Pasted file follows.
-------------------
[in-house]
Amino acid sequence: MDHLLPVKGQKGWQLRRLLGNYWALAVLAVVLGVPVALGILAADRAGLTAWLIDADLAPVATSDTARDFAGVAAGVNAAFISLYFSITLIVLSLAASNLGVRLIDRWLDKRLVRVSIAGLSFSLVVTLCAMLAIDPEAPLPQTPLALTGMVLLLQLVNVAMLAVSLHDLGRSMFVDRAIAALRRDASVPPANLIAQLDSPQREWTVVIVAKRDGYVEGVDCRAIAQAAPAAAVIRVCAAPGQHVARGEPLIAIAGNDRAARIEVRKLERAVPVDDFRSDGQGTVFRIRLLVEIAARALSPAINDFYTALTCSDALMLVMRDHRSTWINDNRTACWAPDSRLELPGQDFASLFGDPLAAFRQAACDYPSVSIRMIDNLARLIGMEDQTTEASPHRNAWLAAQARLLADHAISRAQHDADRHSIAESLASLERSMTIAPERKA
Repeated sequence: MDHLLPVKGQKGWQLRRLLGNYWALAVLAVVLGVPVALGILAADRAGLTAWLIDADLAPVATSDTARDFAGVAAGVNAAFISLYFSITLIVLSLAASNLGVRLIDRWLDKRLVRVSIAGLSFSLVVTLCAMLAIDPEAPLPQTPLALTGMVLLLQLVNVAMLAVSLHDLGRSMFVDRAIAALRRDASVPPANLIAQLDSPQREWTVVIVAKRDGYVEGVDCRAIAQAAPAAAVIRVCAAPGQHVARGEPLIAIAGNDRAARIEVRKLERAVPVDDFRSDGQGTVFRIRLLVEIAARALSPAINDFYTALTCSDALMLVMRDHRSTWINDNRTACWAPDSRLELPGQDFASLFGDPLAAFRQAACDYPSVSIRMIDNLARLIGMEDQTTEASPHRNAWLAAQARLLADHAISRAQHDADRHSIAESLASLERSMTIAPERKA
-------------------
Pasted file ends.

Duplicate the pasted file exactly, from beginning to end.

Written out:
[in-house]
Amino acid sequence: MDHLLPVKGQKGWQLRRLLGNYWALAVLAVVLGVPVALGILAADRAGLTAWLIDADLAPVATSDTARDFAGVAAGVNAAFISLYFSITLIVLSLAASNLGVRLIDRWLDKRLVRVSIAGLSFSLVVTLCAMLAIDPEAPLPQTPLALTGMVLLLQLVNVAMLAVSLHDLGRSMFVDRAIAALRRDASVPPANLIAQLDSPQREWTVVIVAKRDGYVEGVDCRAIAQAAPAAAVIRVCAAPGQHVARGEPLIAIAGNDRAARIEVRKLERAVPVDDFRSDGQGTVFRIRLLVEIAARALSPAINDFYTALTCSDALMLVMRDHRSTWINDNRTACWAPDSRLELPGQDFASLFGDPLAAFRQAACDYPSVSIRMIDNLARLIGMEDQTTEASPHRNAWLAAQARLLADHAISRAQHDADRHSIAESLASLERSMTIAPERKA
Repeated sequence: MDHLLPVKGQKGWQLRRLLGNYWALAVLAVVLGVPVALGILAADRAGLTAWLIDADLAPVATSDTARDFAGVAAGVNAAFISLYFSITLIVLSLAASNLGVRLIDRWLDKRLVRVSIAGLSFSLVVTLCAMLAIDPEAPLPQTPLALTGMVLLLQLVNVAMLAVSLHDLGRSMFVDRAIAALRRDASVPPANLIAQLDSPQREWTVVIVAKRDGYVEGVDCRAIAQAAPAAAVIRVCAAPGQHVARGEPLIAIAGNDRAARIEVRKLERAVPVDDFRSDGQGTVFRIRLLVEIAARALSPAINDFYTALTCSDALMLVMRDHRSTWINDNRTACWAPDSRLELPGQDFASLFGDPLAAFRQAACDYPSVSIRMIDNLARLIGMEDQTTEASPHRNAWLAAQARLLADHAISRAQHDADRHSIAESLASLERSMTIAPERKA